Author Topic: Ascot bowline  (Read 4603 times)

Valentine

  • Jr. Member
  • **
  • Posts: 12
Ascot bowline
« on: November 27, 2013, 05:47:55 AM »
I first tied this knot when investigating variants of the graf bowline, and set it aside since it looked interesting. On further investigation, it seems to be quite secure while being simple to tie and very easy to untie.



I call it the ascot bowline because it looks to me like a bowline that's wearing an ascot above its collar. When the knot is tight from loading, this second collar can be flipped up, which lets the rest of the knot loosen like a standard bowline. Ring loading seems to cause the tail to pull into the knot a tiny bit, but this is reduced on further ring-loading cycles unless the knot is tightened with heavy straight loading first. Thoughts?

xarax

  • Sr. Member
  • *****
  • Posts: 2781
Re: Ascot bowline
« Reply #1 on: November 27, 2013, 09:26:23 AM »
   Have a look at :
   http://igkt.net/sm/index.php?topic=4283.msg28689#msg28689
   It is a kind of pseudo -"braided" bowline - a very simple but effective solution, IMHO.

   
in those blue images --"but a round turn that ..."-- has been published by Harry Asher as variously the "enhanced / brummycham[?] bowline".  One can imagine more wraps.

This is not a knot.

Valentine

  • Jr. Member
  • **
  • Posts: 12
Re: Ascot bowline
« Reply #2 on: November 28, 2013, 08:43:10 AM »
Thank you. While the ascot bowline has a similar structure to the braided bowlines, particularly the simplified one you linked to, the straight entry of the eye leg produces what seems to me to be a significant change in behavior. Rather than laying loose like a braid, it compacts the knot tightly against the nipping loop and enforces the tightness of three 180-degree-plus turns. This seems to me to make the knot more resistant to unusual and cyclic loading. Ring loading causes the ascot bowline to tighten its existing configuration, while it can cause the simplified braided bowline to shift around and compact to a configuration kind of like the dressed ascot bowline. I imagine how an ascot bowline could include more wraps, but I am doubtful of the merits of doing that. The tie-in incorporates a harness-bend-like structure in addition to a bowline finish, and judging by the security of that bend, there would be rather heavy diminishing returns for additional wraps.

xarax

  • Sr. Member
  • *****
  • Posts: 2781
Re: Ascot bowline
« Reply #3 on: November 28, 2013, 11:20:40 AM »
...the straight entry of the eye leg produces what seems to me to be a significant change in behavior. Rather than laying loose like a braid, it compacts the knot tightly against the nipping loop and enforces the tightness of three 180-degree-plus turns.

   If you prefer tight, compact knot nubs, you are right. In that respect, this bowline is a new knot, indeed ( at least to me - I have not read Harry Asher s book ) - because you have chosen to pass the continuation of the returning eye leg = first leg of the collar under the second leg, and this seemingly insignificant detail can make a great difference, in so simple a knot (*). However, the advantage of the genuine braided bowline ( but, to some degree, of the pseudo-braided bowlines, too ), was not meant to have any relation with compactness : as its author said, the braided structure around the Standing end above the collar is able to absorb sudden pulls, because it acts like a spring absorber.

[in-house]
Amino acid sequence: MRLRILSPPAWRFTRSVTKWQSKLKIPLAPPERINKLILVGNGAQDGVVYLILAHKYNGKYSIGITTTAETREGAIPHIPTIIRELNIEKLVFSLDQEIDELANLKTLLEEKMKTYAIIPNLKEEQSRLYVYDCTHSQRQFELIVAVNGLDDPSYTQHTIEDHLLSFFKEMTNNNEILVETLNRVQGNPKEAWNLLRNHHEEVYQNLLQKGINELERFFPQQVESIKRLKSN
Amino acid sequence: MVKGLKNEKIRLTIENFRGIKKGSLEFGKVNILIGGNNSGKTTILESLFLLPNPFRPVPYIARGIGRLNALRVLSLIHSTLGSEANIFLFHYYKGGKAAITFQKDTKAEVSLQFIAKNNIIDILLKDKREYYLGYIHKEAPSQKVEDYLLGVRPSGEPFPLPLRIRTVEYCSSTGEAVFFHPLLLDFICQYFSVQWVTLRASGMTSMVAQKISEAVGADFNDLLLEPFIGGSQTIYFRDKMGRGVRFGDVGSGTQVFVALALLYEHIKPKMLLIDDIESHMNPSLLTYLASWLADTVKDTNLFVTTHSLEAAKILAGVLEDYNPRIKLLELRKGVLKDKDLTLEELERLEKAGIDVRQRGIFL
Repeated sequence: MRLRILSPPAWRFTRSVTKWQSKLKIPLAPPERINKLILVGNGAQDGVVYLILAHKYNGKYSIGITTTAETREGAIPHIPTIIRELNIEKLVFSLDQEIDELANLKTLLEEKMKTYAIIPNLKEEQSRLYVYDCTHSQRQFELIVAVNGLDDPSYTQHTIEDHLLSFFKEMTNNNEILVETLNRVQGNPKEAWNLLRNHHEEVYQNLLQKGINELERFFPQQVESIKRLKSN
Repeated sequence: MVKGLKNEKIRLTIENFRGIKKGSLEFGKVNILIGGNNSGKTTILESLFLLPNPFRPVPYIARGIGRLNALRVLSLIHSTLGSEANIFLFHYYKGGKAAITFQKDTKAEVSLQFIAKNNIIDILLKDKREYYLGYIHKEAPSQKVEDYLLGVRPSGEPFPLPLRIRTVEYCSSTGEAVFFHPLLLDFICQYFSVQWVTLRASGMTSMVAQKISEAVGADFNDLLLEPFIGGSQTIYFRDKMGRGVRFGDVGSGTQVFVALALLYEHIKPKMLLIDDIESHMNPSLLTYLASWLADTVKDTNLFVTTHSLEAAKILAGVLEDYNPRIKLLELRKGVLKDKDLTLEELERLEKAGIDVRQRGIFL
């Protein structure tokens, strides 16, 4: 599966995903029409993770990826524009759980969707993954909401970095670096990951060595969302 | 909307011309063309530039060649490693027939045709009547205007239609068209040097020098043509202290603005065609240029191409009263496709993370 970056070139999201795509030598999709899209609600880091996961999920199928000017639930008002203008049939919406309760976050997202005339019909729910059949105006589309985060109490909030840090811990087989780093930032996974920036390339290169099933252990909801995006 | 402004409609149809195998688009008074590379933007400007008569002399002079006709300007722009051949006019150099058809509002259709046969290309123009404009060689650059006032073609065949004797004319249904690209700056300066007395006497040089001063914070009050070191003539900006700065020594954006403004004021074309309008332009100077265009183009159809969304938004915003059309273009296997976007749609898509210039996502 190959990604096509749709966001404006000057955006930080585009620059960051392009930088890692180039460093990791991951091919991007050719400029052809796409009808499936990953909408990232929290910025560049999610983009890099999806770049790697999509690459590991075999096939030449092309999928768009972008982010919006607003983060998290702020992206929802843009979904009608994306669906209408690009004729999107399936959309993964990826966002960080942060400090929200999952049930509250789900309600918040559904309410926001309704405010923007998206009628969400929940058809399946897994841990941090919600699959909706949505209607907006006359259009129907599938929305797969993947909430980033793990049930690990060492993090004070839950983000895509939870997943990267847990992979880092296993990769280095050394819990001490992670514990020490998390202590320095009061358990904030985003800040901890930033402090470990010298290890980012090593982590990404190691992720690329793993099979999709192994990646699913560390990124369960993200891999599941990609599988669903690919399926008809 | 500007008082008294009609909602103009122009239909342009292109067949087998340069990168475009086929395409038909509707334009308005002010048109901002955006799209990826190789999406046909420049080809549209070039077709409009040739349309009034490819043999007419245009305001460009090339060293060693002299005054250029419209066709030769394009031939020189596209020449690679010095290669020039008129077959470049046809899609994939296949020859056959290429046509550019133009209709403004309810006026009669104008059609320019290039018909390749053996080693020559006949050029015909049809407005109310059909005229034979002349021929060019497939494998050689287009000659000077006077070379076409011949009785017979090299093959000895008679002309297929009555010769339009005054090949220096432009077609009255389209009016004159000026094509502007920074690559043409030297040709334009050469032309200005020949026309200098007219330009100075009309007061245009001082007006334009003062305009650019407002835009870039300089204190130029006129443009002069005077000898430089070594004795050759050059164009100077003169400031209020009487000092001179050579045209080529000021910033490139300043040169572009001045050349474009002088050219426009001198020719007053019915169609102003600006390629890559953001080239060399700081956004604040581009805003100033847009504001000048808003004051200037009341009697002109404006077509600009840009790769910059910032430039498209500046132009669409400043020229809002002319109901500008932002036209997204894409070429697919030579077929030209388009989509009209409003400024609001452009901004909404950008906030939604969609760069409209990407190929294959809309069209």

Regarding security against slippage, we can not say if a compact nub offers more or less ! The braided structure, as the Malvolio stockings "cross gartered" structure of the ABoK#1755 / #1756 and of the rat tail stopper, are not compact, but they are more secure than all the other compact hitches around ropes able to withstand lengthwise pull. 

(*)
In the [ knot shown ]... we can keep the standing end as it is, and interchange the two legs of the bight component / collar structure, so the direct continuation of the eye leg of the Tail side becomes the Tail, and vice versa. I have no clue which of the two variations of each knot is more secure...
   
« Last Edit: November 28, 2013, 12:02:53 PM by xarax »
This is not a knot.

SS369

  • Global Moderator
  • Sr. Member
  • *****
  • Posts: 1916
Re: Ascot bowline
« Reply #4 on: November 28, 2013, 05:21:40 PM »
Ring loading causes the ascot bowline to tighten its existing configuration, while it can cause the simplified braided bowline to shift around and compact to a configuration kind of like the dressed ascot bowline. I imagine how an ascot bowline could include more wraps, but I am doubtful of the merits of doing that. The tie-in incorporates a harness-bend-like structure in addition to a bowline finish, and judging by the security of that bend, there would be rather heavy diminishing returns for additional wraps.

Hi Valentine and thank you for a nice addition to explore.
While I like this offering of yours I have a small bit of exception to your take on the ring loading aspect of this configuration. Might I recommend further experimenting with cords and rope with "stouter" construction.  As shown in the attached picture, a side by side comparison of the ascot versus the braided bowline (the one I introduced) http://igkt.net/sm/index.php?topic=4283.msg26651#msg26651, where they were both subjected to the same amount of ring loading.
The ascot shows signs of the tangled cluster opening and gaping, which in my mind is not a good thing. So, I personally believe that the additional wraps/weaves are a good thing, for additional reasons as well, as Xarax points out in his last post.

SS